In December 2009, the European Commission placed an imposition upon Microsoft to provide European users of the Windows operating system with a choice of browsers, including Microsoft's Internet Explorer, to use on their computers. This was a result of the European Union concluding that Internet Explorer was given unfair advantage over alternative browsers.
Microsoft had largely complied with the European Commission's decision. However, a glitch that surfaced in February 2011 affected Windows 7 computers in Europe and stopped the browser choice menu from appearing at all. This lead to antitrust regulators fining Microsoft €561 million for violating the agreement with the EU.
Whilst Microsoft had offered to extend the appearance of the browser choice menu through to March 2016, it has decided to revoke the delivery of the browser choice menu update. Microsoft has stated the following on its Browser Choice Update page:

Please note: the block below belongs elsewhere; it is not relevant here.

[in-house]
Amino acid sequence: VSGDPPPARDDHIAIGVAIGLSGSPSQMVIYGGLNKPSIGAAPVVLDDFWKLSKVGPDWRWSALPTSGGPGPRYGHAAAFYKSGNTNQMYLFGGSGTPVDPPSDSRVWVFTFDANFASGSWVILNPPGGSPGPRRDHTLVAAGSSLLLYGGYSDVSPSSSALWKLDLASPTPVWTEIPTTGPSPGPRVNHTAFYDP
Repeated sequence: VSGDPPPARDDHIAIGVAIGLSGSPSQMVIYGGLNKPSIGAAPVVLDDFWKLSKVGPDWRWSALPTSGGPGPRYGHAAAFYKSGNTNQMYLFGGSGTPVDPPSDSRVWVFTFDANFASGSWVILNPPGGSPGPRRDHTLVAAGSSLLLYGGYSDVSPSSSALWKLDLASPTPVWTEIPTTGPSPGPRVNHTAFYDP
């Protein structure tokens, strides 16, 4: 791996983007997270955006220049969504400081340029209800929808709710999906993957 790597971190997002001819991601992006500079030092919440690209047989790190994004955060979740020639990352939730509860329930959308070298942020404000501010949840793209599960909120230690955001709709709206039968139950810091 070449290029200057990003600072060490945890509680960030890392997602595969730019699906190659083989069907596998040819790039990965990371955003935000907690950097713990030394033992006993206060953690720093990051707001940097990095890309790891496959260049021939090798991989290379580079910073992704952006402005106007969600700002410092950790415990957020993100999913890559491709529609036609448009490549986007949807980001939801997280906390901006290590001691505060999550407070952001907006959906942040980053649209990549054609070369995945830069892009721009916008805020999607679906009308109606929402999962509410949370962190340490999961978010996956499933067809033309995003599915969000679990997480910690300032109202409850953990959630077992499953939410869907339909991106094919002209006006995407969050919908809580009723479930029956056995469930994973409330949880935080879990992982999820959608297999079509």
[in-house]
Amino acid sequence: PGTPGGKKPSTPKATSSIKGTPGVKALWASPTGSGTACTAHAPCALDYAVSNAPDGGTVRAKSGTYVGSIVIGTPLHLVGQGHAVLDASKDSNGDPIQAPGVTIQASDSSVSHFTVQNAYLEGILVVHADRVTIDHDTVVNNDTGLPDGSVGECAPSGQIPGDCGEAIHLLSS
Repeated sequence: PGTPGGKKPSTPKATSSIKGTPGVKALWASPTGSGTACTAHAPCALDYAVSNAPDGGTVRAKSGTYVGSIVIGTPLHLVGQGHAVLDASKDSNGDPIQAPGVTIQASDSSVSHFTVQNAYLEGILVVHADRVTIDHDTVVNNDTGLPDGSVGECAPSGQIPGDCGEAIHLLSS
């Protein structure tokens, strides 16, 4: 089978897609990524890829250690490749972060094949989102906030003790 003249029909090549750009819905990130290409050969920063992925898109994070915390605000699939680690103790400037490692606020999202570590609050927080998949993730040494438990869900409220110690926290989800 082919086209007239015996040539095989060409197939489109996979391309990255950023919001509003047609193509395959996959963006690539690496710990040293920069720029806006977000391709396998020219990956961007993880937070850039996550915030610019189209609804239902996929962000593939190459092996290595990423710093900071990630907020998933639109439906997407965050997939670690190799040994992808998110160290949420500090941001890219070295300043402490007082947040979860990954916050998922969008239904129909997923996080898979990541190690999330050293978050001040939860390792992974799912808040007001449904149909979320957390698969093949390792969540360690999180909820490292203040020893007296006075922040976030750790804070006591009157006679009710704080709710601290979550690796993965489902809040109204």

Microsoft provided the Browser Choice update in accordance with a decision issued by the European Commission in December 2009. The obligations imposed by that decision have expired and as a result the Browser Choice Update will no longer be delivered to new users.
The dominance of Internet Explorer has declined significantly from well over 90% market share over the last decade. However, given worthy browser alternatives from Google and Mozilla the overall impact of the browser choice menu that was forced upon users is still up for debate.